Holy Land Pilgrimage with Gila





Holy Sites -- Gila's Highlights

Let's orient ourselves to the Jerusalem of Jesus' day

When you visit Jerusalem, would you like to have a sense of what it looked like on the day when Jesus came over the ridge of the Mount of Olives and wept over the city?

Now you can study a model of the holy city as it looked in Jesus’ day.  According to Father Jerry Murphy O’Connor, whose guide to Jerusalem is a runaway best seller in countless printings, Jerusalem would have had a population of about 50,000 in Jesus’ time.  Later, before the destruction of the city in the year 70 AD, the city may have held nearly 100,000 residents.

Model of the Second Temple as if one were standing on the Mount of Olives

Photo:  Gila Yudkin

Model of the Second Temple Sanctuary and its courtyard

The newly refurbished model of Second Temple Jerusalem can now be seen at the Israel Museum, adjacent to the Shrine of the Book.  The model, concept of second temple period historian Michael Avi-Yonah, was begun in 1964, at a time when Israelis could not visit the Temple Mount or the Old City.  Built on a scale of 1 to 50, the model “resided” until January 2006 at the Holy Land Hotel on the outskirts of western Jerusalem and it was a popular attraction for my groups.

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Over the years the model was changed according to significant archeological discoveries, such as the southern steps of the Huldah Gates leading up to the temple courtyard and a monumental stairway at the south-west corner of the retaining wall named after Connecticut Yankee Edward Robinson.  During his 1837 pilgrimage, Robinson identified the spring of an arch, thinking it was a bridge connecting the Upper City and Lower City of Jesus’ day.  Excavations after the 6-Day-War proved that the arch helped support a staircase from the Temple Mount leading down towards the Lower City.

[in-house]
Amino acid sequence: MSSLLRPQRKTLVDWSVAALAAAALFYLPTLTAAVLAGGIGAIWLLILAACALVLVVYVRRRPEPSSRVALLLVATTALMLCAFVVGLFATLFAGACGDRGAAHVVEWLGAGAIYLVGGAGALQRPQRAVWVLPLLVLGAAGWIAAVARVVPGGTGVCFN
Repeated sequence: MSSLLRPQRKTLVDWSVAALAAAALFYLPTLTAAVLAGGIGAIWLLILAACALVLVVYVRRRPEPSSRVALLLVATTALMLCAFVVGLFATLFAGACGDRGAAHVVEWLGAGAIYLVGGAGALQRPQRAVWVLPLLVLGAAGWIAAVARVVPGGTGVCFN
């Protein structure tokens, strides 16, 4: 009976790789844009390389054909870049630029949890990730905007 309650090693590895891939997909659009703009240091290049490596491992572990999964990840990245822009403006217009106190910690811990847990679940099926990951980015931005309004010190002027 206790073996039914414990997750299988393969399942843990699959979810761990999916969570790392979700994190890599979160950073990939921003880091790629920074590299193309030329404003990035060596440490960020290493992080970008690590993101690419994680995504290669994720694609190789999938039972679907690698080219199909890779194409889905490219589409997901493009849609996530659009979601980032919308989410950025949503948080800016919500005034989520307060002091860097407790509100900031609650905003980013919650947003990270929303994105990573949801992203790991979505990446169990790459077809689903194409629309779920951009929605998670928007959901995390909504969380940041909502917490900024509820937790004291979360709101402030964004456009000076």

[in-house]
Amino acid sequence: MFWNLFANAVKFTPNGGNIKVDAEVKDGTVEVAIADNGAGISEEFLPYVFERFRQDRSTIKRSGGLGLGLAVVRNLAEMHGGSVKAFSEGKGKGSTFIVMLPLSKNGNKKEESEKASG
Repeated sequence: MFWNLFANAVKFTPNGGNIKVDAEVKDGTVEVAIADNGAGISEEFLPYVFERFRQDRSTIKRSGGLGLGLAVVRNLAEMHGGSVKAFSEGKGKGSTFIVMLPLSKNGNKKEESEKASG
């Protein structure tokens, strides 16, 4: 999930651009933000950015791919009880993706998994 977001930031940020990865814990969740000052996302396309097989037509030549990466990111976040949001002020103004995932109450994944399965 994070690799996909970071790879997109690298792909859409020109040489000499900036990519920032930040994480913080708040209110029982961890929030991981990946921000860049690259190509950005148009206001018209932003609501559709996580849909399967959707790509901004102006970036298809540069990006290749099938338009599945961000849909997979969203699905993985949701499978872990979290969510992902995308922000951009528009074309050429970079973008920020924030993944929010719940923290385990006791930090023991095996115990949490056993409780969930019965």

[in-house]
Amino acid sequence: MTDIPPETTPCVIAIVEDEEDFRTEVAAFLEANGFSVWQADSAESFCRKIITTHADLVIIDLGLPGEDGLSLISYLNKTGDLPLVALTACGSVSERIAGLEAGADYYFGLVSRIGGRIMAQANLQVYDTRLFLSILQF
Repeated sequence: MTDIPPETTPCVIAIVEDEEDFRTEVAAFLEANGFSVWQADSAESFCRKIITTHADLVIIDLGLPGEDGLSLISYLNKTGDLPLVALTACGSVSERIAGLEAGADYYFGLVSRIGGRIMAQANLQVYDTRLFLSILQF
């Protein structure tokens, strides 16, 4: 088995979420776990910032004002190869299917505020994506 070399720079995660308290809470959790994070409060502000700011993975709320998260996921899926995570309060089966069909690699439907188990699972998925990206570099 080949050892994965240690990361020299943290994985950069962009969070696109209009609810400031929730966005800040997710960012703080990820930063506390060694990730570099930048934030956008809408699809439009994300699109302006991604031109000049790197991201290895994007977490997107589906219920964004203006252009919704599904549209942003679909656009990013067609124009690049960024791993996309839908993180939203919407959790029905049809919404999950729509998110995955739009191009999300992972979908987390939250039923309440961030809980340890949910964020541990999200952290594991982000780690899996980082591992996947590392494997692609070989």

In the winter of 2006, after consultation with preservation, stone and transportation experts, the model was moved on a flat-bed truck in 1,000 pieces, many of which were one square meter. Every day for 66 days, the truck carried about 20 pieces of the model in five or six 3-mile trips between the Holy Land Hotel (which was subsequently torn down) and the Israel Museum.

Close-up of the Second Temple as it appeared at its old premises, the Holy Land Hotel

Photo:  Gila Yudkin

Close-up of the Temple as it appeared at its old premises, the Holy Land Hotel

Now we can stand at the overlook which simulates looking at the Temple Mount from the Mount of Olives.  You can compare the location of the traditional Golgotha enclosed within the Holy Sepulcher Church with the location of Gordon’s Calvary, near the Garden Tomb.  You’ll see that both possibilities for the site of crucifixion were outside Jerusalem’s northern wall built in the first century BC by Herod the Great.

Gordon's Calvary by the Garden Tomb is shown on the model of Second Temple period Jerusalem

Photo:  Gila Yudkin

Black arrow on left points to Gordon's Calvary outside the present Old City